But we are writers. We will never truly be loose of the stories we are compelled to tell. That is why it is so critical that we stick together.

Writers have to find other writers, because this can be isolating business.

I soak in three days with my writing family and then I make the long trip home, thousands of miles from this creative community. I arrive at my coffee shop the next morning. I check-in with another writing friend, my local-writing-family, and then, with the momentum of writers everywhere sitting pen in hand or before a glowing screen, I put down the words.

They are what keep us going,
keep me going,
keep going.


Another Poetry Post: Amiri Baraka

We lost American poet Amiri Baraka this week, and if I'd still been posting a poem a week, I would have found one of his poems to honor him. If I learned anything from my year of poems, it's that there are so many poets to appreciate, I should not pass on an opportunity to explore one. So, here is a bio from the New York Times which begins to explore some of the complexity that is Amiri Baraka and here is a poem (or a preface) which leaves me breathless.

From Poet Seers' bio of Amiri Baraka
Preface to a Twenty Volume Suicide Note
By Amiri Baraka

Lately, I've become accustomed to the way
The ground opens up and envelopes me
Each time I go out to walk the dog.
Or the broad edged silly music the wind
Makes when I run for a bus...

Things have come to that.

And now, each night I count the stars.
And each night I get the same number.
And when they will not come to be counted,
I count the holes they leave.

Nobody sings anymore.

And then last night I tiptoed up
To my daughter's room and heard her
Talking to someone, and when I opened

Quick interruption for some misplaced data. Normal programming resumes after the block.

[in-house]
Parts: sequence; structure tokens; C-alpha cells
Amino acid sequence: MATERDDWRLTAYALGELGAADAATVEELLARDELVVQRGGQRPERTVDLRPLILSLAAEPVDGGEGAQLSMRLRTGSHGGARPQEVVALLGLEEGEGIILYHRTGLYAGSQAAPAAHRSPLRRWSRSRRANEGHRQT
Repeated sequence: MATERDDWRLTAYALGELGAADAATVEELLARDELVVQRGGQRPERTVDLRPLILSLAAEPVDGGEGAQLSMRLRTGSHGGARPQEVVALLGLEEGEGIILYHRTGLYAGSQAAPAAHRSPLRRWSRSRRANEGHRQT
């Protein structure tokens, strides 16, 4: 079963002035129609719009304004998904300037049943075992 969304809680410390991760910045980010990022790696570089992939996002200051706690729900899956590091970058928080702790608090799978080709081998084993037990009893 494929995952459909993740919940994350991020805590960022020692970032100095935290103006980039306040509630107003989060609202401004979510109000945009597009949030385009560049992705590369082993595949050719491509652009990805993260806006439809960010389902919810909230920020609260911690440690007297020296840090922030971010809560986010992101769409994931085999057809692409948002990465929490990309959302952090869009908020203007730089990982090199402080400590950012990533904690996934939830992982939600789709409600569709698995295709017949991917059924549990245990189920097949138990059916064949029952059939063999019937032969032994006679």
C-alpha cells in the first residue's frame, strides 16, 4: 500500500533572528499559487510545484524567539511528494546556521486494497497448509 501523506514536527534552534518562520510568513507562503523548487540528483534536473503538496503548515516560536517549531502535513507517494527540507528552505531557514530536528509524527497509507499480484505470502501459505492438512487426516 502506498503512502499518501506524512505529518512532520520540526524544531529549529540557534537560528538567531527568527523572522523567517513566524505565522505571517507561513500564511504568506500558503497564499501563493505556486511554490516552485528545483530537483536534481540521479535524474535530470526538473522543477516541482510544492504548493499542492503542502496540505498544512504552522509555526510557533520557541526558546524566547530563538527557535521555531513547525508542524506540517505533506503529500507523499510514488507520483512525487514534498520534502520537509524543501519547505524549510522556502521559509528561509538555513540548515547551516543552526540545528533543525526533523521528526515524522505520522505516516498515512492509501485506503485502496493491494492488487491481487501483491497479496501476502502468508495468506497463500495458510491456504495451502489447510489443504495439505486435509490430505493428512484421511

The door, there was no one there...
Only she on her knees, peeking into

Her own clasped hands


2013 Year in Review

This picture has nothing to do with this post. It's just a funny shot of
Kiara reading Goodnight Bush and making a face about Dick Cheney.

Well, 2013 has been my most prolific year as a blogger with this being my 51st post. The 52 poems project definitely kept me going. I loved returning to a few of my favorite poets: Robert Frost, Pablo Neruda, and Lucille Clifton, but I also discovered how much I love other poets like Seamus Heaney, Richard Blanco, and Naomi Shihab Nye. My poetry posts were not so widely read, though. I don't know how much these stats really tell me. I mean, as of now, my Dukes of Hazzard excerpt is my all-time most read which just shows the power of the label in a search engine. Apparently more people search for 80s tv shows than for poems about forgetting and remembering life.

Still, these were the three posts which got the most hits in 2013. Thanks for reading along and here's to another year of reading, writing, blogging, and living.

The third most visited post was titled Conception after a poem in Reflections of Motherhood. I decided to share this after we decided to try to grow our family again. No luck yet, but we're still hopeful!

The next most-read post was about the new year's wishes my students made and some wishes of my own. It surprises me that this was so widely read, but I'm glad for it and I do plan on writing more about my teaching and the state of public education this coming year.

But for 2013, the posts which resonated most was Love that Dog about our family's decision to re-home our dog. I still tear up reading it and still miss Scout. It was tough not hanging her stocking this holiday season and if anyone is in need of a dog stocking, let me know.

See you in 2014!